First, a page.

Please wait...

Hyperion Records

Click cover art to view larger version
Front photograph of Angela Hewitt by Steve J Sherman
Track(s) taken from CDA67309
Recording details: April 2001
Henry Wood Hall, London, United Kingdom
Produced by Ludger Böckenhoff
Engineered by Ludger Böckenhoff
Release date: August 2001
Total duration: 5 minutes 43 seconds

'A magnificent addition to both the Bach repertoire and Angela Hewitt's artistically unparallelled survey of Bach's keyboard compositions' (Fanfare, USA)

'A collection of rarities and oddities that makes for enjoyable listening. The quality of the Hyperion recording is excellent, with the right balance of ambience and instrument in the fine sounding Henry Wood Hall' (Pianist)

'For pure listening pleasure that is both delightful and profoundly moving, this one is hard to beat' (National Post)

'One of the foremost Bach interpreters of our time, Hewitt brings her own distinctive timing and touch. She makes the most of the piano’s sonority … demonstrating remarkable finger strength in sustaining the various lines of Bach’s melodies and counter-melodies and effectively drawing out the tenderness, vigour and serenity of the music. [An] attractive and impressive recording' (The Inverness Courier)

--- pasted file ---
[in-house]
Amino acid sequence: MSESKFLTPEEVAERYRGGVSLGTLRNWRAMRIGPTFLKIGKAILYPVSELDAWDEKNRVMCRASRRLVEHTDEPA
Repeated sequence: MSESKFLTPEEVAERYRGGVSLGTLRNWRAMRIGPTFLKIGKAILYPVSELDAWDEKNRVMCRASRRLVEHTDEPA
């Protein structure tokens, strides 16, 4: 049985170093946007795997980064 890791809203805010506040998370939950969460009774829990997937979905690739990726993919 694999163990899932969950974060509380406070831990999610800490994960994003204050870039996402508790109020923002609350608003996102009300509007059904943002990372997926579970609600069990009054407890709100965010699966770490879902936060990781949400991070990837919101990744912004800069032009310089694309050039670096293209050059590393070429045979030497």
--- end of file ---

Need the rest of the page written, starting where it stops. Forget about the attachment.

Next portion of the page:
'Divine, uplifting' (Ottowa Citizen, Canada)

Nun komm, der Heiden Heiland, BWV659
1708/17; revised into Leipzig Chorales collection, the '18' circa 1744/7

Introduction  EnglishFrançaisDeutsch
Nun komm, der Heiden Heiland, BWV659 is marked ‘Adagio’ by Kempff and preceded by the text of the Advent hymn of Martin Luther (1524) which was taken from the Latin of St Ambrose:

Nun komm, der Heiden Heiland,
Der Jungfrauen Kind erkannt,
Des sich wunder alle Welt,
Gott solch Geburt ihm bestellt.
Come now, Saviour of the heathen,
He who is known as the Child of the Virgin!
All the world wonders that
God should ordain such a birth.

The slow unfolding of the highly expressive cantus firmus is accompanied by beautiful counterpoint, frequently using two-note sighing figures. It is included in the ‘Leipzig Chorales’ (or the ‘Eighteen’ as it is more generally known) – a collection of chorales which Bach put together in his last years, most of which probably existed in earlier versions dating from his Weimar period. There are three chorale preludes with this title in the same collection – all very different from each other. Kempff’s transcription beautifully retains the sense of longing and mystery of the original.

from notes by Angela Hewitt © 2001

   English   Français   Deutsch